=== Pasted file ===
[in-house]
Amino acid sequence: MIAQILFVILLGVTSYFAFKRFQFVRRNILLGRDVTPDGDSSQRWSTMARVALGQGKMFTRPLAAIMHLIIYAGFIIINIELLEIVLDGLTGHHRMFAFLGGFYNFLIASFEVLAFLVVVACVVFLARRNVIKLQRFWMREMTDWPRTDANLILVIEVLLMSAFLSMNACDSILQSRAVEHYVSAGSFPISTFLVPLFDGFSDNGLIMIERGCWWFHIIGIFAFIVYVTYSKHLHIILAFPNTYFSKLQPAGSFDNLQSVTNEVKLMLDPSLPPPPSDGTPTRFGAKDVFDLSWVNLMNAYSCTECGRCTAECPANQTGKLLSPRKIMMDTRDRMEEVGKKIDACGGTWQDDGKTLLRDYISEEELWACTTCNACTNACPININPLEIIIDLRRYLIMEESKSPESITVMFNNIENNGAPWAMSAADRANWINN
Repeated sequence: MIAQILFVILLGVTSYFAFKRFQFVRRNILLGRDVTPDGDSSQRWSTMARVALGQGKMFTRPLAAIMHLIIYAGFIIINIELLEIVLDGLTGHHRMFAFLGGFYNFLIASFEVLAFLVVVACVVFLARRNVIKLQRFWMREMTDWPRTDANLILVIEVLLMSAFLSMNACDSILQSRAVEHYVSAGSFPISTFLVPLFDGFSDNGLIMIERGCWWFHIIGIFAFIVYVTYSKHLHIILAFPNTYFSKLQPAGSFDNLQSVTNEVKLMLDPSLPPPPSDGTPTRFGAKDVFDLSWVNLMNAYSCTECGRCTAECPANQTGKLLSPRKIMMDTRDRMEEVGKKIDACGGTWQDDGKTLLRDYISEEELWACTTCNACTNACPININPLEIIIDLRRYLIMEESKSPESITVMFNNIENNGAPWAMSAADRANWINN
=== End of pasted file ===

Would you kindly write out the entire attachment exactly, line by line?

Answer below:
[in-house]
Amino acid sequence: MIAQILFVILLGVTSYFAFKRFQFVRRNILLGRDVTPDGDSSQRWSTMARVALGQGKMFTRPLAAIMHLIIYAGFIIINIELLEIVLDGLTGHHRMFAFLGGFYNFLIASFEVLAFLVVVACVVFLARRNVIKLQRFWMREMTDWPRTDANLILVIEVLLMSAFLSMNACDSILQSRAVEHYVSAGSFPISTFLVPLFDGFSDNGLIMIERGCWWFHIIGIFAFIVYVTYSKHLHIILAFPNTYFSKLQPAGSFDNLQSVTNEVKLMLDPSLPPPPSDGTPTRFGAKDVFDLSWVNLMNAYSCTECGRCTAECPANQTGKLLSPRKIMMDTRDRMEEVGKKIDACGGTWQDDGKTLLRDYISEEELWACTTCNACTNACPININPLEIIIDLRRYLIMEESKSPESITVMFNNIENNGAPWAMSAADRANWINN
Repeated sequence: MIAQILFVILLGVTSYFAFKRFQFVRRNILLGRDVTPDGDSSQRWSTMARVALGQGKMFTRPLAAIMHLIIYAGFIIINIELLEIVLDGLTGHHRMFAFLGGFYNFLIASFEVLAFLVVVACVVFLARRNVIKLQRFWMREMTDWPRTDANLILVIEVLLMSAFLSMNACDSILQSRAVEHYVSAGSFPISTFLVPLFDGFSDNGLIMIERGCWWFHIIGIFAFIVYVTYSKHLHIILAFPNTYFSKLQPAGSFDNLQSVTNEVKLMLDPSLPPPPSDGTPTRFGAKDVFDLSWVNLMNAYSCTECGRCTAECPANQTGKLLSPRKIMMDTRDRMEEVGKKIDACGGTWQDDGKTLLRDYISEEELWACTTCNACTNACPININPLEIIIDLRRYLIMEESKSPESITVMFNNIENNGAPWAMSAADRANWINN